HEALTH & FITNESS - Gestational diabetes not always temporary

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Kyla Nunes feels more than a little cheated. This isn't how it was supposed to work out, she said.

At 32, the co-owner of a Walla Walla home decor store is the mother of two healthy boys, 31/2 years and 16 months old.

Dark-haired and pretty, Kyla is like an exclamation point of energy as she ka-chings the register and lifts metal art the size of manhole covers off the wall for curious customers.

Sometimes she's running the forklift and slicing open boxes of new stock all day.

Once upon a time, after such a day at work, Kyla would go home to a dinner of whatever she liked. "I was a huge sweets and carbs eater. I would eat (Dairy Queen) Blizzards and pastas and bread and you name it. There were not nearly as many vegetables in there as there should have been."

The young woman knew diabetes ran in her family like red hair in an Irish clan. But she was slim and young and there was plenty of time to worry about that later, she believed.

With her first pregnancy, Kyla gained a whopping 72 pounds, but everything tested in normal ranges. That changed with her second child however.

"What they have you do at six months is take this general glucose test. I took it the first time, it was no big deal. This time they wanted me to take a more in-depth test."

Kyla took inventory as she waited for the results. Yes, she had excessive thirst, which she slaked with as much milk as she wanted. In other words, a lot.

And, indeed, she was often tired after eating. But she was a pregnant working mom with a toddler, after all.

The test results explained it all. Kyla had developed gestational diabetes.

The news was a minor blow, but she knew she could follow a strict diet for three months to keep herself and Baby healthy.

To make up for lost sweets, however, Kyla gave the baby's visitors explicit instructions for gift giving, she said. "I told them bring me chocolate, bring me brownies, bring me donuts."

Two weeks or so later, a post-delivery glucose recheck was done, which the new mom figured was a formality to prove the disease had departed with the birth of her little one. She, like most of us, had always heard that's the way it works.

Wrong.

"I got the call and I cried for two days. I was devastated. The nurse said, ‘Sorry to tell you this, but the diabetes did not go away. You need to make an appointment with your doctor.'"

Which, with no health insurance, was not going to be walk in the park.

"I honestly thought my world was ending," Kyla told me, in a voice that said she meant it.

"I was told all along it would go away … that in three months it was going to go away and I could go back to the horrible diet I followed all of my life."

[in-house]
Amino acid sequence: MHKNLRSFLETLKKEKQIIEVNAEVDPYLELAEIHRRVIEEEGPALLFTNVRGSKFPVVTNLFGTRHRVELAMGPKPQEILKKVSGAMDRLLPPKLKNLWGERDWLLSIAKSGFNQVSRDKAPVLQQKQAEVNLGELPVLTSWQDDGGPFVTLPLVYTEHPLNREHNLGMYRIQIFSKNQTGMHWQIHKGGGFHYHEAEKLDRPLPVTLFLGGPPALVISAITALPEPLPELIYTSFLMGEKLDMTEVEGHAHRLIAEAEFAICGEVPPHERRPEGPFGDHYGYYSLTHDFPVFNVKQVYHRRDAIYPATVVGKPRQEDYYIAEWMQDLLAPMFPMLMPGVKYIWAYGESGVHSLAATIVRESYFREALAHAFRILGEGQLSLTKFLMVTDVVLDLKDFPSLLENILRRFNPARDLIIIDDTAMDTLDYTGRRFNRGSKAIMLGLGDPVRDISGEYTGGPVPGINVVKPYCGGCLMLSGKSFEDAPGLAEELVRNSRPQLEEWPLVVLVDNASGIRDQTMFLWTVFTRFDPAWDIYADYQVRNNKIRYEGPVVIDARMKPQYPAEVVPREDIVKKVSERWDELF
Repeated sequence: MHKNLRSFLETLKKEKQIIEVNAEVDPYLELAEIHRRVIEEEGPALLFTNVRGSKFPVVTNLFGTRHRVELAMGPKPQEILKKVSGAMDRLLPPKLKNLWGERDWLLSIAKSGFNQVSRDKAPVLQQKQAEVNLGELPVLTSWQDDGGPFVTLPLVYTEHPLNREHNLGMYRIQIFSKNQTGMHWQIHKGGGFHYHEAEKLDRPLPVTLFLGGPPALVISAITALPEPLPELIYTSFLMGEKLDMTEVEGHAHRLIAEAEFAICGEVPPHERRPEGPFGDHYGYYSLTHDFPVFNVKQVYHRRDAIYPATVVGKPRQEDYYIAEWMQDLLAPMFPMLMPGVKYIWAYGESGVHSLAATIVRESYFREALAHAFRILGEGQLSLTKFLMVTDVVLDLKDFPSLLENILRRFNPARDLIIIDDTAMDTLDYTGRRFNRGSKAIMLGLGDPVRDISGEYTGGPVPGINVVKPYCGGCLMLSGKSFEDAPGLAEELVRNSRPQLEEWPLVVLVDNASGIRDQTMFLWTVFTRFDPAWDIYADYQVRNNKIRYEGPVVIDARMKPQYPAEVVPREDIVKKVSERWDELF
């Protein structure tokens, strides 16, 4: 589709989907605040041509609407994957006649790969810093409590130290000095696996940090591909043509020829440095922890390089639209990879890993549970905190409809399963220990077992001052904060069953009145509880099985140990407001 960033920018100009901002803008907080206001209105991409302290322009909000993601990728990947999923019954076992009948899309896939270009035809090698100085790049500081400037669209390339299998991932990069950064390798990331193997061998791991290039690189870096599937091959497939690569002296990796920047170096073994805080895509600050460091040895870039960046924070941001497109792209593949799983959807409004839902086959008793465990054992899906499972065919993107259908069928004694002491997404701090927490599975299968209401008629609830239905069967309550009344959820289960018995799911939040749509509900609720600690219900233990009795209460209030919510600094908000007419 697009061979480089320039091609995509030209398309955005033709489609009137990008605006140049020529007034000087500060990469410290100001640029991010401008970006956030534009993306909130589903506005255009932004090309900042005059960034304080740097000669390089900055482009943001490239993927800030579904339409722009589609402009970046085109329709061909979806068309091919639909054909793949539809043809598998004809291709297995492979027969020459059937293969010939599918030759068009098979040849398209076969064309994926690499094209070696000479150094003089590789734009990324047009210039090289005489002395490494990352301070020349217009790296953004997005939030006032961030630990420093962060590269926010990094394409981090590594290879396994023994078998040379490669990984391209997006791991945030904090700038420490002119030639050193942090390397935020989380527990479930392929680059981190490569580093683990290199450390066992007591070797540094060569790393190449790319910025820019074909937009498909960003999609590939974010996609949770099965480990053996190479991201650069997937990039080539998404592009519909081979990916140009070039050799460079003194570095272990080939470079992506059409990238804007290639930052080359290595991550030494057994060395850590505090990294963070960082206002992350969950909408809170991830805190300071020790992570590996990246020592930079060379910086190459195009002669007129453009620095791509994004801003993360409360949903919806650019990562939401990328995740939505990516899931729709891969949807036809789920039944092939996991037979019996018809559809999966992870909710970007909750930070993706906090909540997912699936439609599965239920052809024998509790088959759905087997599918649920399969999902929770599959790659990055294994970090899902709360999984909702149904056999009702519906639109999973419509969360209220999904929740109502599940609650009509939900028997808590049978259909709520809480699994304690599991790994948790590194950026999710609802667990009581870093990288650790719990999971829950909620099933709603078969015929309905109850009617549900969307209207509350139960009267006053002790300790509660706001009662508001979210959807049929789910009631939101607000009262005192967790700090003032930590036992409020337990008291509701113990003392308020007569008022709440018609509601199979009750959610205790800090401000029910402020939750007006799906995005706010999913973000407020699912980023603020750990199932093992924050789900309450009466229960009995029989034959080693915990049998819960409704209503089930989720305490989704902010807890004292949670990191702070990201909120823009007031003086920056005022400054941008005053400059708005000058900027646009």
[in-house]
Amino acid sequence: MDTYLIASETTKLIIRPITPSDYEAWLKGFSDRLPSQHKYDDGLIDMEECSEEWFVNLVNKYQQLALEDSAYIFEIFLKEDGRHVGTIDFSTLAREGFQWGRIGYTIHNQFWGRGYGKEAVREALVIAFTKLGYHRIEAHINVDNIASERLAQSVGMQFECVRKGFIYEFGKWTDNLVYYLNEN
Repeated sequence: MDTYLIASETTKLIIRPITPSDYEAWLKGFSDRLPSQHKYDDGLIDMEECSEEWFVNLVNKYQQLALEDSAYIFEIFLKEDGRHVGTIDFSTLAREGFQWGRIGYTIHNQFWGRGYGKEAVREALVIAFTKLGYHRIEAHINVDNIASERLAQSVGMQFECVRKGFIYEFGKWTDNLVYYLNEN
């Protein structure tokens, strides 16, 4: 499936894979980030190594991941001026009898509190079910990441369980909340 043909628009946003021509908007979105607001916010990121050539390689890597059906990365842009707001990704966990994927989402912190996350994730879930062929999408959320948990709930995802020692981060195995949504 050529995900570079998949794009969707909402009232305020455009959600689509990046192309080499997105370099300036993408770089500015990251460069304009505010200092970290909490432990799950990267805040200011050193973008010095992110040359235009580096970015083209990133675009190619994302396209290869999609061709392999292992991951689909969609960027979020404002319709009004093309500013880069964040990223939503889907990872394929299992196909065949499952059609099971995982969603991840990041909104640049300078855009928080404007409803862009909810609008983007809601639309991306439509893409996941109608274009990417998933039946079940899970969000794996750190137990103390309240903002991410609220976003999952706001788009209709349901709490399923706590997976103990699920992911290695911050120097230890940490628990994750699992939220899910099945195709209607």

The truth is women who develop gestational diabetes have a lifelong risk of getting type 2 diabetes, according to the National Institute of Health.

Physicians may be tempted to relax after a patient gives birth, said the American Diabetes Association. It's often assumed, as in Kyla's case, "that no further management is needed."

Research says otherwise. Moms who get diabetes while pregnant may have a 50 percent chance of developing type 2 diabetes within 20 years of the pregnancy, according to research from Weil Cornell Medical College based in New York.

As I say in every column, an important tool in controlling the disease is to count and restrict carbohydrate consumption. Not something Kyla wanted to hear at the time. "I am, literally, a carb lover. I didn't need to go into detail if someone asked me my favorite food, I just said ‘carbs.'"

Changing the menu seemed overwhelming, she recalled. Slowly, however, she learned many delicious foods still have the green light, such as sweet potatoes and low-carb bread.

Kyla feels fortunate, in a way, that her system sends a strong signal when she's eaten a no-no. Candy makes her sick almost immediately, while other foods - say a sandwich with traditional bread - can take 45 minutes to begin making her miserable. "Nausea is an awful feeling, so I just avoid it."

Now she's doing the things for herself like she always has done for her kids, she pointed out. "This childhood obesity thing is huge."

Yet it's never going to come easy, the shop owner predicted. "There are people who totally embrace the healthy lifestyle. They love it - they love the running, they love veggies, they love water. That's never going be me. I drink water because it's the only thing to drink."

Kyla has some advice for other young women: ask your doctor to test for diabetes before it physically affects you, she pleaded. "You have to ask that. You have to make them."

And examine your own preconceptions, as well, she cautioned. "I thought gestational diabetes was for very, very fat women."

Sheila Hagar can be reached at sheilahagar@wwub.com or 526-8322.

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